Thoughts on the Elm repl


I use the Elm repl quite a bit, and think it would be much more useful
if one could more easily enter multi-line code. One possiblity
would be to have a mode in which input is terminated by by typing
a period, so that, for example, one could say

> hello : String -> String 
hello name = "Hello " ++ name  ++ "!" .
> hello "John" .
"Hello John!"

I propose that this be a mode, since for many (most) folks,
the current behavior is just fine. For example:

$ elm repl --geek
Please terminate input by typing a period

The reason I advocate a period for terminating input is that
it is a single key stroke and has low visual noise. Erlang
uses this. OCAML uses ;;

PS. Besides my personal interest in this, such an option would make
the repl more useful for teaching Elm apart from its use in web browsers.


That’s interesting. Can you link to examples of other REPLs that do this? I’d want to play around with them a little bit!

I recall that python gives you new lines based on the structure of the input. So if you make a def, pressing enter once gives you the next line, and pressing it again evaluates the definition. I think! That kind of system is pretty neat, and then it doesn’t need any special mode or syntax.

Anyway, please share links to REPLs you have seen that do this in different ways. (Ideally they have an online one, but otherwise some online docs about their REPL works.)


Here is one:

It works a bit differently than the ocaml repl in my terminal
window. If you type something, then press RETURN, the repl
helpfully adds ;; and evaluates the expression. But if you
type shift-RETURN, it acts as the terminal repl does. Thus, one
can do the below:

# 1 +
# 2 +
# 3 ;;
- : int = 6

I’ll try to find more, preferably online. In the meantime,
below is another example is Coq. Like Erlang, it uses
a period as terminator.

$ coqtop
Welcome to Coq 8.8.1 (July 2018)

Coq < Require Import Arith.
[Loading ML file z_syntax_plugin.cmxs ... done] ...

Coq < Require
Coq < Import
Coq < ZArith.
[Loading ML file omega_plugin.cmxs ... done]

$ coqtop
Welcome to Coq 8.8.1 (July 2018)

Coq < Require Import Arith.
[Loading ML file z_syntax_plugin.cmxs ... done]
[Loading ML file quote_plugin.cmxs ... done]
[Loading ML file newring_plugin.cmxs ... done]

Coq < Definition sqr :=
Coq < fun x:nat => x*x.
sqr is defined

Coq < Eval compute in (sqr 2).
     = 4
     : nat

Coq < Eval
Coq < compute
Coq < in (sqr (sqr 2)).
     = 16
     : nat


SQL repls work in similar ways. Both mysql and psql let you enter SQL linewise, and only evaluate when you enter a semicolon:

$ mysql
Welcome to the MySQL monitor.  Commands end with ; or \g.
Your MySQL connection id is 756
Server version: 5.6.41 Homebrew

Copyright (c) 2000, 2018, Oracle and/or its affiliates. All rights reserved.

Oracle is a registered trademark of Oracle Corporation and/or its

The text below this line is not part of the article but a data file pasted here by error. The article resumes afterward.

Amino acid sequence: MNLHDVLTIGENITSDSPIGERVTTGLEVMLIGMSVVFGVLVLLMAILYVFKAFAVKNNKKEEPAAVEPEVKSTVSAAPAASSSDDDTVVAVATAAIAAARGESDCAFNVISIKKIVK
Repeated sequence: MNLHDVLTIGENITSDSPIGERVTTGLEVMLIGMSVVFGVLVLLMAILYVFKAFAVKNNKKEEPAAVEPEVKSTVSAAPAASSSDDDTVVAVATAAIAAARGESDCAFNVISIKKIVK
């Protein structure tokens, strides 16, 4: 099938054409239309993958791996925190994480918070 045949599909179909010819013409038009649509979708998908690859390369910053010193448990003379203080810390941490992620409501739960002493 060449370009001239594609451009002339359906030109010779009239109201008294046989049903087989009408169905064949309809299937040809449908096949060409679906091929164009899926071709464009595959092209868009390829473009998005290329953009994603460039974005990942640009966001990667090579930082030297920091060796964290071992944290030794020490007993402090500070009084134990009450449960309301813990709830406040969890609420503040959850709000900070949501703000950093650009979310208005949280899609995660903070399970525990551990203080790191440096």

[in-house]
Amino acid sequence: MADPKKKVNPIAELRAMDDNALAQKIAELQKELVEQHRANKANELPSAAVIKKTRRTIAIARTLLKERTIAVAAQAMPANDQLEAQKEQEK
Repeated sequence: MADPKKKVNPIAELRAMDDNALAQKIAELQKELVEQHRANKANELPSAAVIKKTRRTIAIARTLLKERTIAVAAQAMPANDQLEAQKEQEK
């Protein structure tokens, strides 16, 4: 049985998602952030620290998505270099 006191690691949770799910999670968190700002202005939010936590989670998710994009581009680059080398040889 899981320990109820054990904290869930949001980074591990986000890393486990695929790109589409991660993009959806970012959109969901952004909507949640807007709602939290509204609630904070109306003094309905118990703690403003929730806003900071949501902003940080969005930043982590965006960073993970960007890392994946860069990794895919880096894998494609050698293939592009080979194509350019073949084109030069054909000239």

affiliates. Other names may be trademarks of their respective

Type 'help;' or '\h' for help. Type '\c' to clear the current input statement.

mysql> SELECT *
    ->   FROM users;


Aha! Here is an online Erlang repl:


Erlang R15B (erts-5.9)
> 1 + 1.
> 1
> + 
> 2.
> 3
> div
>  2.
> Name =
> alice .
> Name .


The Prolog repls have a way of doing this, which is to issue a special ‘sandbox’ command [user].

?- [user]


?- likes(X, cake).


The F# repl also uses ;; as OCaml


Ammonite.REPL is an alternative for scala.

Multi-line editing in Ammonite.REPL

Quoting documentation from the Li Haoyi (its author):

You can use the Up and Down arrows to navigate between lines within your snippet. Enter only executes the code when you’re on the last line of a multi-line snippet, meaning you can take your time, space out your code nicely, and fix any mistakes anywhere in your snippet. History is multi-line too, meaning re-running a multi-line snippet is trivial, even with tweaks.

Long gone are the days where you’re desperately trying to cram everything in a single line, or curse quietly when you notice a mistake in an earlier line you are no longer able to fix. No more painstakingly crafting a multi-line snippet, and then having to painstakingly fish it line by individual line out of the history so you can run it again!

End Quote

The actual web page also has neat little gif animations of the REPL including an illustration of the multiline editing (just below the block I quoted above).


I don’t know if this helps the OP, but an alternative/addition to the elm REPL is litvis, which allows you to create literate elm in the Atom or VSCode editors without the overhead of setting up TEA or creating modules. It can act as a multi-line REPL with the additional benefit of being embedded in markdown for contextual narrative.

For example,

Consider the coding of the following party trick:

Think of a number. Double it. Multiply that number by five. 
Now divide it by the number you first thought of. 
And finally, subtract seven from the number and write it down.

The number written on the paper is ... 3. Ta dah!

```elm {literate}
always3 : Int -> Int
always3 n =
    double n |> multiply 5 |> divide n |> add -7

```elm {literate raw}
partyTrick : Int
partyTrick =
    always3 146470


litvis looks really impressive. I will give it a try.


I realised the example above is rather poor. Here’s the output of a more explanatory example of reactive Elm in litvis.

Alex Kachkaev gave a talk at Elm-Europe this year literate elm (in the context of building a system for literate visualization):


Full talk:


Kotlin’s REPL seems to do this nicely, that is parse multiple lines until a full statement has been detected. Haven’t worked with it a ton, though.
In IDEA, you commit REPL statements with Ctrl+Enter.

Furthermore, the fish shell does something similar. It even auto-indents!